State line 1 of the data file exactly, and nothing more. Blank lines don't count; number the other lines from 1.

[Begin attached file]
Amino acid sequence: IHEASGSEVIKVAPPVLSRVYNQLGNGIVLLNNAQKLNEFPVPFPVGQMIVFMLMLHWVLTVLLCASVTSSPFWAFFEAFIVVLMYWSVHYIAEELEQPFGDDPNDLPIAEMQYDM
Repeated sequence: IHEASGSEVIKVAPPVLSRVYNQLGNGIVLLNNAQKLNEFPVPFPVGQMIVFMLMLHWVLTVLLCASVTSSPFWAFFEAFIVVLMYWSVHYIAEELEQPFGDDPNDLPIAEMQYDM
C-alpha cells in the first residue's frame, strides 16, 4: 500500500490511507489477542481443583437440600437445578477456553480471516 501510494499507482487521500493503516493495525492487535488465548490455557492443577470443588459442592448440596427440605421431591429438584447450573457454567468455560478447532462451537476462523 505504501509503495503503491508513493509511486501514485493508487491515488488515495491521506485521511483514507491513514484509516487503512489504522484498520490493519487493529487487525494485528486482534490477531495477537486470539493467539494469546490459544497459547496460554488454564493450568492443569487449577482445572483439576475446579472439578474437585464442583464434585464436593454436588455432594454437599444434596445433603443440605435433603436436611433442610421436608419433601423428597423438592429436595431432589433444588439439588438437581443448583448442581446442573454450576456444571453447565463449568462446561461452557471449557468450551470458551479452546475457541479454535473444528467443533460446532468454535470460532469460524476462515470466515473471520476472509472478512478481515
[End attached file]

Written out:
Amino acid sequence: IHEASGSEVIKVAPPVLSRVYNQLGNGIVLLNNAQKLNEFPVPFPVGQMIVFMLMLHWVLTVLLCASVTSSPFWAFFEAFIVVLMYWSVHYIAEELEQPFGDDPNDLPIAEMQYDM